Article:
Another common experience among divinity students, as Himschoot would soon discover, is to endure a veritable war of obstacles, fought on all three fronts of a person’s life—physical, emotional, and spiritual. Not only was Himschoot pronouncing his name to family, friends, fellow students, professors, and eventually the entire seminary; he was rapidly coming to the decision that he needed to physically “transition” into a male; and struggling with some very serious spiritual questions: Where is God when I hurt? What does it mean to believe? Why trust—God or anyone? Ultimately he was able to resolve these questions for himself; and he is able to see that period of time as a trial of his spirit and his faith.

“There are basically two ways I can look at it,” he says. “I could see only the bad, difficult things and determine that it was a time of desperation and desolation; or I can see it as a kind of test of my faith.” It’s no surprise which way he’s chosen.

Movie Star
During the summer of his final year at Iliff, Himschoot agreed to be the subject of a film project that was to deal with his experience as a transgender person of faith. Originally, it was to be a small project, owing more to amateur educational videos than to feature films, and distributed only within church and GLBT communities. But, says Himschoot, the vision for it began to grow during the filming; and by then it was too late to say no.

The result is a feature-length documentary, Call Me Malcolm, that documents Himschoot’s final year at Iliff and follows him as he travels around the country answering questions about his experience and talking to other transgender people about their struggles.

Upon graduating, Himschoot was honored as Iliff’s Student of the Year and ordained as a United Church of Christ minister. The UCC, which has a long history of honoring the diversity of its parishioners and clergy, particularly those in the gay, lesbian, bisexual, and transgender communities, was also a co-producer of the film.
With school, and much else, finally behind him—and with a new love in his life—Mariah Hayden, to whom he is now married—Himschoot was faced with the daunting task of finding work as a minister.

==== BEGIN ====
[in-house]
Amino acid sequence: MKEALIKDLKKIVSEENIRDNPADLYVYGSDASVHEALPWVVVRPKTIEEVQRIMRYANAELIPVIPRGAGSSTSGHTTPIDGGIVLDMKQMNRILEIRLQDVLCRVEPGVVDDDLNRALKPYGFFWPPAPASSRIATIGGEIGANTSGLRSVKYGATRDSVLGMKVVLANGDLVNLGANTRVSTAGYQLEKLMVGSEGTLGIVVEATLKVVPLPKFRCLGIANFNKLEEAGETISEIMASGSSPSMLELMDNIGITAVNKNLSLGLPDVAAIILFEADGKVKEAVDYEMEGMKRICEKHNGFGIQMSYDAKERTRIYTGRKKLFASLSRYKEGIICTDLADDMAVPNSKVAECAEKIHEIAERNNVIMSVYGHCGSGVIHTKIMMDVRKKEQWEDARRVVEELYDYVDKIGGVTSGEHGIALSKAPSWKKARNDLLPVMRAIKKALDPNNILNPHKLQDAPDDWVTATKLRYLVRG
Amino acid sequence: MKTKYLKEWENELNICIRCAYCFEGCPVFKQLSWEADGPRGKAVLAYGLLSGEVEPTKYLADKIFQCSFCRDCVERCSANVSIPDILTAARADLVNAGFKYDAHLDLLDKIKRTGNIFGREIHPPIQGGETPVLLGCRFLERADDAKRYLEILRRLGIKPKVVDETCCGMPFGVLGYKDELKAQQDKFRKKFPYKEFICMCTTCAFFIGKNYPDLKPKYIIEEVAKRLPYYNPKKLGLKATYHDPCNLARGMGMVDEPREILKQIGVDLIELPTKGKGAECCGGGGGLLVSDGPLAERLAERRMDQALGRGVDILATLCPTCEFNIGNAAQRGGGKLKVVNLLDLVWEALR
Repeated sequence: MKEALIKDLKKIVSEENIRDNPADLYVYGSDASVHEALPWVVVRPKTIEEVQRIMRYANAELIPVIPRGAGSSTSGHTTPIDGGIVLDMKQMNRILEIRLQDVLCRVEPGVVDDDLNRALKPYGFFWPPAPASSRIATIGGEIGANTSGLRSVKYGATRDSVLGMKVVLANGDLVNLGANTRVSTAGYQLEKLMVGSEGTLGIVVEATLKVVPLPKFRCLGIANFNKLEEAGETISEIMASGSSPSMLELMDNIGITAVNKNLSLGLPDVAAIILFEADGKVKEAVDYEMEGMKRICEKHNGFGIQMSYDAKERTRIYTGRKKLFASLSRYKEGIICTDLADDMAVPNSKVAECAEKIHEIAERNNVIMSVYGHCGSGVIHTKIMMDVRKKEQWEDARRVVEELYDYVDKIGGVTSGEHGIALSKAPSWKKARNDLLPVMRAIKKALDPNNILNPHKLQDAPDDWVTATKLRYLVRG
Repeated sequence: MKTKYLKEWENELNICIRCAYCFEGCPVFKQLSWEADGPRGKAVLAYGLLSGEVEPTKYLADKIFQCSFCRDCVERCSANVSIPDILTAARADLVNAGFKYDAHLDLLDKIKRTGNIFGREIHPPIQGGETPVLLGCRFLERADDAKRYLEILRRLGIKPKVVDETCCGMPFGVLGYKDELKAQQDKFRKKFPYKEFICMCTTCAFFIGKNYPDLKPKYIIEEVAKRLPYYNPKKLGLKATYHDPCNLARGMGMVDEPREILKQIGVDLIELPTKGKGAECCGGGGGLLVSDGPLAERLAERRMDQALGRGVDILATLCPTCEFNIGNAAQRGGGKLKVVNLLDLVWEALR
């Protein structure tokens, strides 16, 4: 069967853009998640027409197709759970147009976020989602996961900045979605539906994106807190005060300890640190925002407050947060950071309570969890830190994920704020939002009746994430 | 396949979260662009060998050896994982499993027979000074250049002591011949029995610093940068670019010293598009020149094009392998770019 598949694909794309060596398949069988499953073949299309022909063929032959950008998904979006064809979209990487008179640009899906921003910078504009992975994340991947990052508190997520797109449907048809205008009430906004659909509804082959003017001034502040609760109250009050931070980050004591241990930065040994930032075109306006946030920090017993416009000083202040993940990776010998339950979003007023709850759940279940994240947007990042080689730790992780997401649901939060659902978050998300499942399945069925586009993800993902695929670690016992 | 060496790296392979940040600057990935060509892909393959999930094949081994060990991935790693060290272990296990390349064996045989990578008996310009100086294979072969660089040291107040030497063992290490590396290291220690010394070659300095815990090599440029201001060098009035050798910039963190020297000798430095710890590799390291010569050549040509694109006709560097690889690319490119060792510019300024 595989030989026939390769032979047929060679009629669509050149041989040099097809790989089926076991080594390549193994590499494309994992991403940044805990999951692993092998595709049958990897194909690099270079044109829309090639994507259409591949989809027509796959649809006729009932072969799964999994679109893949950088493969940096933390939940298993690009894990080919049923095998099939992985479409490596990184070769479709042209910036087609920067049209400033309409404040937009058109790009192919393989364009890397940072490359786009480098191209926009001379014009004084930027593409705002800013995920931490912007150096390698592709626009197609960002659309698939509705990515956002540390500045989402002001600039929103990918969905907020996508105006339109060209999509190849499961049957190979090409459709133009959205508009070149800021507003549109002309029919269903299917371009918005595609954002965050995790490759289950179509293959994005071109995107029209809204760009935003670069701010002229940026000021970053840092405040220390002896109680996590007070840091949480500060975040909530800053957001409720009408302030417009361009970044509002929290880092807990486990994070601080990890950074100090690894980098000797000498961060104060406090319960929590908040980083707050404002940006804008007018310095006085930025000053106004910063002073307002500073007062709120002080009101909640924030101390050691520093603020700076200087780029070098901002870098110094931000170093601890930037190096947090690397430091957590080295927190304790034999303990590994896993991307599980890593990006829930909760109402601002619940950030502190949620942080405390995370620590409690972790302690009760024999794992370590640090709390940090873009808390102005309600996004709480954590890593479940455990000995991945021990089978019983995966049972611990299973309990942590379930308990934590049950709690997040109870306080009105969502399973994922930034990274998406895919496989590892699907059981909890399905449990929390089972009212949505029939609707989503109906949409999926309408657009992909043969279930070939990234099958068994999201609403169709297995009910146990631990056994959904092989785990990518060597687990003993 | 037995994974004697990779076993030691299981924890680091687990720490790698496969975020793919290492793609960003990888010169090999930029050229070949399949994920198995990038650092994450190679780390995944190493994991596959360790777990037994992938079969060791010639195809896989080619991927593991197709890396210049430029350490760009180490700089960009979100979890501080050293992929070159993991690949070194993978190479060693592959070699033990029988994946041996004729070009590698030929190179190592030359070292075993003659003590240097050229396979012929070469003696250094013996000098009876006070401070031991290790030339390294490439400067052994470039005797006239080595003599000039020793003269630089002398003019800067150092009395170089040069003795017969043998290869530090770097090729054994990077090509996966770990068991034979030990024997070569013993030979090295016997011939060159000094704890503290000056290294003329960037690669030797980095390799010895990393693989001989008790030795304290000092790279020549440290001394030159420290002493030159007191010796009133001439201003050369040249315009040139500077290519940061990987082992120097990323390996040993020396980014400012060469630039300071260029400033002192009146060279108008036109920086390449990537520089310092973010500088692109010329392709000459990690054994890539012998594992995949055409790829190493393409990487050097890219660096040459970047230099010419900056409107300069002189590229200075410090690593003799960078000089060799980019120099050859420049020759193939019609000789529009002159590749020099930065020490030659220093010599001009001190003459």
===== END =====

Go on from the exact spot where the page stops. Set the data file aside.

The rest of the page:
“I put my profile out there nationwide,” he says, “to just see where I’d feel led.”

It didn’t take long for a search committee at the 1,800-member, inner-city Plymouth Congregational Church to determine that Himschoot was the ideal person for the job, and try to lure him to Minneapolis.

“Malcolm met and exceeded all of the requirements, in both his academic record and practical ministry experience,” says Jeffrey Sartain, the church’s Minister for Member Care. “Of all the candidates, we were most impressed with the depth and maturity of his spirit, and with the dignity and grace with which he handles himself.”

Himschoot also felt it was a good fit. “PCC is a church that has taken a lot of action locally, trying to connect their life of faith and service and the community,” he says. Officially, Himschoot’s position is a two-year residency funded by the Lilly Endowment, which places promising individuals just starting out in the ministry.

Working at PCC, Himschoot’s beat will be the Whittier neighborhood, where he and Hayden are also living. He travels on foot each day, to and from work, trying to get a feel for his new home. Though he agrees that the problems faced by people in inner-city communities sometimes can get overwhelming, he’s excited about the opportunities that this position will afford him.

“When I’m feeling like something’s too much for me, I have to remind myself that, after all, God’s heart is much bigger than mine.”